Browse all

Is Los Angeles the new fashion capital of America?

A new hub of luxury, design but also fashion imagery

Is Los Angeles the new fashion capital of America? A new hub of luxury, design but also fashion imagery

The Golden Globes last weekend opened the red carpet season, culminating on March 11 with the Oscars ceremony. The event not only marked a robust comeback of star power after the summer strikes but also a resurgence of red carpet fashion. Now, as the novelty of "pure" influencers diminishes, major fashion brands are betting on more traditional celebrities: actors, singers, and athletes. Incidentally, the city where these celebrities converge at the highest level is Los Angeles, which throughout the past year has become one of the new focal points for the global fashion industry in America, displacing the primacy of New York, whose secondary position compared to European fashion capitals is now a sadly acknowledged fact. This year, brands like Celine, Chanel, Versace, and Balenciaga have organized their fashion shows in key locations of the city. Louis Vuitton brought the Crafting Dreams appointment exhibition, Gucci opened its first Salon, and presented its eveningwear collection at the LACMA Gala. Bottega Veneta used the urban center as the backdrop for the Ready-Made campaign with Kendall Jenner and A$AP Rocky. Zegna launched its collaboration with The Elder Statesman with an event in September; brands like Amiri, Fear of God, ERL, Phipps, and The Elder Statesman all revolve around the City of Angels, establishing their status more and more, season after season. Last year, the Los Angeles Fashion Week also returned with new organization and a lineup of new names, including Sergio Hudson and Luis De Javier, whose creations have appeared frequently on recent red carpets, as well as Imitation of Christ and Theophilio – raising the question: Is Los Angeles the new capital of American fashion?

Even though recently the two "continental" fashion trends in Europe and North America have taken different paths, and locally sought-after brands are not widespread in the other, already last year, Los Angeles had become a hot spot on the fashion map thanks to the rise of its designers, the itinerant shows of Dior, Gucci, and Louis Vuitton, and the multitude of activations by many brands. It seems that moment has returned when Hedi Slimane moved the Saint Laurent style office to the city, and Tom Ford organized a show rivaling the Oscars. What has happened recently, though, is that brands have found in the city not only a strong concentration of wealth and luxury consumers but also an entire ecosystem of celebrities, stylists, events, and creatives living symbiotically with fashion, red carpet attire, photoshoots, and campaigns. They all feed off each other's visibility in an almost perfect circle.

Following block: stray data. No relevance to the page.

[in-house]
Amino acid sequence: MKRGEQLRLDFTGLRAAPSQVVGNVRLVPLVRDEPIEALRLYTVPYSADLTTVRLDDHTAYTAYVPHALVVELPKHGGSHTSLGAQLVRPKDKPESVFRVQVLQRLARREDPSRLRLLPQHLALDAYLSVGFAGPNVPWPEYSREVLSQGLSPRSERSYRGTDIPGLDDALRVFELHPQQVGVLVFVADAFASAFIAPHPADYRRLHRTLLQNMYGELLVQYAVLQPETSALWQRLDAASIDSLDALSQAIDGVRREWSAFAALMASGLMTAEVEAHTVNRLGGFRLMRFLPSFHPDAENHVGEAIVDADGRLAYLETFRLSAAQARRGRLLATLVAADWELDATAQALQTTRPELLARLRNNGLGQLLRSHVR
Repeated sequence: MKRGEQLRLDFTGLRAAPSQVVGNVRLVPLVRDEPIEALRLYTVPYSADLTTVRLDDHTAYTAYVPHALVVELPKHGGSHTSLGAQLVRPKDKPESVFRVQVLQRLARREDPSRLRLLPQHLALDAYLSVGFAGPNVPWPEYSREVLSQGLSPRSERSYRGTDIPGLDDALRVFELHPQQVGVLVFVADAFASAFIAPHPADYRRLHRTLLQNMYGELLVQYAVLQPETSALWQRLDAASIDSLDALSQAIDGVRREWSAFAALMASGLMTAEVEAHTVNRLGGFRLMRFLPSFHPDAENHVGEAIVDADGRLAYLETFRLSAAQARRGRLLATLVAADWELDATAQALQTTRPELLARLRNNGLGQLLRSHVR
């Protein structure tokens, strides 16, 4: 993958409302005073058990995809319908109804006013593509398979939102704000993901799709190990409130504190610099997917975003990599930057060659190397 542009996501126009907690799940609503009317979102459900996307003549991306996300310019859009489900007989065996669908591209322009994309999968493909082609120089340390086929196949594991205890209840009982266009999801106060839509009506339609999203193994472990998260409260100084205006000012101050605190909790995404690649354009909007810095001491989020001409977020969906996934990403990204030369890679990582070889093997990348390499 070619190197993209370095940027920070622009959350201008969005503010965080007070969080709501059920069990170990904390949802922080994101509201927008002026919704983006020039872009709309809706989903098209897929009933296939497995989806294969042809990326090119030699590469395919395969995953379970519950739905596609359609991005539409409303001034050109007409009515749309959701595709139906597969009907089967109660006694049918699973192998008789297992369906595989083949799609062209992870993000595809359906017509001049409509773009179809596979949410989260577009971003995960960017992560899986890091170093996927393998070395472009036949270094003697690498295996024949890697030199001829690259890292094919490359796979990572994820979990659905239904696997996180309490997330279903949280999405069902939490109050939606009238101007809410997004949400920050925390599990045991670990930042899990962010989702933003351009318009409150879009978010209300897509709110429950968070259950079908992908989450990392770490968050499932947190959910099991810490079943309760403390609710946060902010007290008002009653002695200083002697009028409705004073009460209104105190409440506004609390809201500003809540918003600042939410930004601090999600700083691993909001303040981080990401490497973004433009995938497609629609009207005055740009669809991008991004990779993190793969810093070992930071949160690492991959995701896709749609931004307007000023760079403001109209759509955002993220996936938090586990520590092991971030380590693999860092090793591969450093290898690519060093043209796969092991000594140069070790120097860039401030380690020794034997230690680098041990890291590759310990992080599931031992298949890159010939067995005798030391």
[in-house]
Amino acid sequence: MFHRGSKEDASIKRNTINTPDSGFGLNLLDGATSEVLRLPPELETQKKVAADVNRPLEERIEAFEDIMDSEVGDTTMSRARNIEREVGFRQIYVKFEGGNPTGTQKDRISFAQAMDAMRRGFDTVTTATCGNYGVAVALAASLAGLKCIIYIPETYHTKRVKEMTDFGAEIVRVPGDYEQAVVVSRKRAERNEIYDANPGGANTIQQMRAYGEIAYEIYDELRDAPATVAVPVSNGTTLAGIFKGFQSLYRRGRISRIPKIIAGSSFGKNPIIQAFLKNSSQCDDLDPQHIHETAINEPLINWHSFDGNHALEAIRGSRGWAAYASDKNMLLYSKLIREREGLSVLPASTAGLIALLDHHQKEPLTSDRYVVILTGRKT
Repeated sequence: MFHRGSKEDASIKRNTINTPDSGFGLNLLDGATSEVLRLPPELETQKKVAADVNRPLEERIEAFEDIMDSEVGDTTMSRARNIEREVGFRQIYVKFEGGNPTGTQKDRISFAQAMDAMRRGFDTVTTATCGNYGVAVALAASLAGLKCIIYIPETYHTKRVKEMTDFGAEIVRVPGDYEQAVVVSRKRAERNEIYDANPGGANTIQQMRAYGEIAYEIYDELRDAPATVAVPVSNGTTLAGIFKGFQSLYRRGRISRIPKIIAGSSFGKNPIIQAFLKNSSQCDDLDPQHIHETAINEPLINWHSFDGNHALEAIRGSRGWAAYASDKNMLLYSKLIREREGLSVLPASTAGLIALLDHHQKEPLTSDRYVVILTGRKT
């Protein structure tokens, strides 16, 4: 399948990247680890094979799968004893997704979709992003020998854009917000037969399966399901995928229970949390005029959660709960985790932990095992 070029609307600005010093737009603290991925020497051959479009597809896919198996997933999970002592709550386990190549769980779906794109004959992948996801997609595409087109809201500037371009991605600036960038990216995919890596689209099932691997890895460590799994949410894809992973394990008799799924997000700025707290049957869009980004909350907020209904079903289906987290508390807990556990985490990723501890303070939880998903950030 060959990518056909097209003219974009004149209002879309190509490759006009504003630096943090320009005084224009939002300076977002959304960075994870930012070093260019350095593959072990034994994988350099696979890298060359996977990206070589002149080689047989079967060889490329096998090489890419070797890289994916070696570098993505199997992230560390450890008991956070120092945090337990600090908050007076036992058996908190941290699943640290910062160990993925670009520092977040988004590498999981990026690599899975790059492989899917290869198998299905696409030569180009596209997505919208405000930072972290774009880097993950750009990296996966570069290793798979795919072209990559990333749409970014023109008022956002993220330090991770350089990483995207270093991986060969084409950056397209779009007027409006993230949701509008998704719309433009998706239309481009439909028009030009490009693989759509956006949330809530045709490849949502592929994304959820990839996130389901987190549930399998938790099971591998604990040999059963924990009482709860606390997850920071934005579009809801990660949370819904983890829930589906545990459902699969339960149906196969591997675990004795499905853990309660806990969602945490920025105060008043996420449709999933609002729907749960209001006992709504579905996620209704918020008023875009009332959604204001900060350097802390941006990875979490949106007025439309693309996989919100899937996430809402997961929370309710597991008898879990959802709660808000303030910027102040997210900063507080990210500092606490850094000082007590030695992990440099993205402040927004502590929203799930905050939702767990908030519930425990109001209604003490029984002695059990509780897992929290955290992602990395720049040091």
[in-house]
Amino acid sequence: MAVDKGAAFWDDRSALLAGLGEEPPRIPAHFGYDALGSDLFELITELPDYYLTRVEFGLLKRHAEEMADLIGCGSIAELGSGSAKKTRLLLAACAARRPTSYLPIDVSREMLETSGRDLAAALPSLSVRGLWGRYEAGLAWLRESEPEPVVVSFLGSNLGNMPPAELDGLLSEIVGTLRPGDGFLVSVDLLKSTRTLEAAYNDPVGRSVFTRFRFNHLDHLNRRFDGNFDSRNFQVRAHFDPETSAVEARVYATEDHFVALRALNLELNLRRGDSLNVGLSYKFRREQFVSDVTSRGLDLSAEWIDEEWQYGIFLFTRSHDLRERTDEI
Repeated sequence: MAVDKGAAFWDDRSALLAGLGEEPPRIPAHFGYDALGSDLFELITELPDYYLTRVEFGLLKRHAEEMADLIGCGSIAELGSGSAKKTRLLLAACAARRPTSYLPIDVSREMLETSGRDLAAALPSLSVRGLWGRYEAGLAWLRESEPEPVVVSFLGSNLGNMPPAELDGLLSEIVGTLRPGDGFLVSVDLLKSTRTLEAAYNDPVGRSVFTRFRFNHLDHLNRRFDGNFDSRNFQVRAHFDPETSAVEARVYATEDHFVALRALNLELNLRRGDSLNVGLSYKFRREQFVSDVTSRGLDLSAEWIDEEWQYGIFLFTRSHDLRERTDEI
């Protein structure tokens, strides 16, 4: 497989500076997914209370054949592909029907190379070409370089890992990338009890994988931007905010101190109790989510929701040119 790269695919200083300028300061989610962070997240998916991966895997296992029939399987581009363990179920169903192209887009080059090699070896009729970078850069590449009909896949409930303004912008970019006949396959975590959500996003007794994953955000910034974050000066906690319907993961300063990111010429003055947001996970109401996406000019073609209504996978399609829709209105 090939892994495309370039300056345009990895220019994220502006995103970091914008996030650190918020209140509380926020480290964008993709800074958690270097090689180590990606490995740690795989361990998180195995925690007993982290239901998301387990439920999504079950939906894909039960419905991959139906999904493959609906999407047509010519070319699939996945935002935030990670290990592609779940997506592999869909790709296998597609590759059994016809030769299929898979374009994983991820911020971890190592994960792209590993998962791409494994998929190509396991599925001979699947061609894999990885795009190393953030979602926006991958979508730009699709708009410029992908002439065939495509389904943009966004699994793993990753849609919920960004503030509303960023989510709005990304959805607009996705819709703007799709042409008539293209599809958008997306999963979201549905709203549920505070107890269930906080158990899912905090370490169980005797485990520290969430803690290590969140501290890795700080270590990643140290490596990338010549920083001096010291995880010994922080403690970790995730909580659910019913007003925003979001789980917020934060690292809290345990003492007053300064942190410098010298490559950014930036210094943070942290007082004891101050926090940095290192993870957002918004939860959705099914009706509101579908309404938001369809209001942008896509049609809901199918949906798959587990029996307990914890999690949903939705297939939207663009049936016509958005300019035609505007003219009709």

@nicolemainwar Their outfits are out of this world @Netflix #sellingsunsetnetflix #sellingsunsetoutfits #christinequinnstyle #amanzasmith #chelsealazkani original sound - Nicole

And if the equation celebrity=sales is today's divine proportion of fashion, the global capital of celebrity has become a much more aspirational and effective stage than New York to showcase the spectacle of wealth – think of series like The Kardashians, Selling Sunset, or even The Idol, which is essentially an uninhibited ode to the rich, decadent, and famous Los Angeles. But it's not just entertainment: consider the pop appeal of events like Frieze Art Fair and festivals like Coachella, as well as the social success of showrooms like Silver League and Middleman Store, which have laid the foundation for modern archival fashion culture (it existed before, but in a more niche way and certainly without the enthusiastic participation of the younger generation and the rap scene) or Midcentury LA, which has brought social media attention back to vintage furniture. The feeling, for an outsider, is that of a young scene, a vital culture not bogged down in an establishment so old and ingrained as to have become inevitable and stifling.

It is noteworthy that this shift occurred, in hindsight, after the pandemic, when the pop imaginary desired an informal and relaxed lifestyle, spacious and comfortable spaces away from the city's concrete, as well as mild climates and convenient opportunities. Nevertheless, this shift has demonstrated something else: in 2015, discussing this same topic with Vice, designer John Elliott had said that New York's primacy was unassailable due to the "institutions and infrastructures" of the Big Apple. Today, things have changed. Indeed, traditionally, New York has the editors and publications while Los Angeles has the stars and studios. Perhaps that's the truth: New York was more important as long as the press played a significant role. Now that celebrity and visibility are everything, and the press plays an accessory and instructional role in fashion, Los Angeles is the new capital. Especially since the sense of aristocracy that denotes the New York imagery has gone out of fashion in favor of the democratic, sunny California atmosphere.